Japanese immigration to Canada is a shorter story than those of many other cultural groups, but just as rich and full of detail. The first Japanese-Canadian immigrant was Manzo Nagano in 1877, who landed in British Columbia and stayed on the west coast for much of his life. Many of his descendants live in Canada or the United States.
The first Japanese-Ontarian is harder to trace: this wonderful timeline from Canadian Nikkei has traced the first Japanese-Canadian to live in Alberta, but makes no mention of Ontario before the 1940s. You'll read on the next page about internment during World War II.
Some sources say the first Japanese-Manitoban, Terukichi Umehara, moved to Ontario sometime after 1906, but not precisely when. The Canadian Encyclopedia says that some Japanese families moved to Ontario in the 1920s and 1930s to find work during the Depression, as racism in British Columbia meant many Japanese-Canadians had a hard time getting hired outside their own communities.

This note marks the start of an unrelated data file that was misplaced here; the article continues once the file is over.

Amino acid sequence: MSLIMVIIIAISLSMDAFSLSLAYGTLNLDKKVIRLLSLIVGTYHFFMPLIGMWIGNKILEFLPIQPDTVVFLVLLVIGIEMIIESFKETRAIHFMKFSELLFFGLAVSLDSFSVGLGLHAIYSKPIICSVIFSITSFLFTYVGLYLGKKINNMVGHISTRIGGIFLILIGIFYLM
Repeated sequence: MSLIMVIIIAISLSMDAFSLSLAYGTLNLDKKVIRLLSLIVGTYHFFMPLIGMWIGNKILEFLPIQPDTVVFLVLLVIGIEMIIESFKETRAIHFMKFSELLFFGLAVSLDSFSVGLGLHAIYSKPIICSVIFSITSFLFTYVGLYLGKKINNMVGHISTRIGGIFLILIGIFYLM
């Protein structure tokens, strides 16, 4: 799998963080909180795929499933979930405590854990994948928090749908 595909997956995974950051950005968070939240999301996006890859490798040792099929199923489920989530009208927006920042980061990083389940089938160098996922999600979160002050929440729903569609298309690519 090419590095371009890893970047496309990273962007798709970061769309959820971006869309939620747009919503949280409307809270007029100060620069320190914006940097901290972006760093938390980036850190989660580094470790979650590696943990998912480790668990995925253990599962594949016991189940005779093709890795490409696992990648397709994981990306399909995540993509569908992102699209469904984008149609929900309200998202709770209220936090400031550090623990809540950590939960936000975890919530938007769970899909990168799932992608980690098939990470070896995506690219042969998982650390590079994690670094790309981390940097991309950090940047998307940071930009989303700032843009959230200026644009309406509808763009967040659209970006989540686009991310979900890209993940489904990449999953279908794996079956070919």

We also know that some Japanese families sent their children to school in Ontario in the 1920s. For example, at the Ontario Ladies' College in 1925, we know a student from a prominent Tokyo family was enrolled: Hama Kobayashi. The art teacher at the school drew her portrait. Unfortunately, she died while attending; we have a photograph of attendees at her funeral.
Japanese emigrants have their own terminology to describe immigrants and settlers: Issei, Nisei, and Sansei describe the first three generations. Issei are people from Japan who settle elsewhere; Nisei are the first generation born to Issei on foreign soil; Sansei are the second generation. We'll use these terms throughout this exhibit.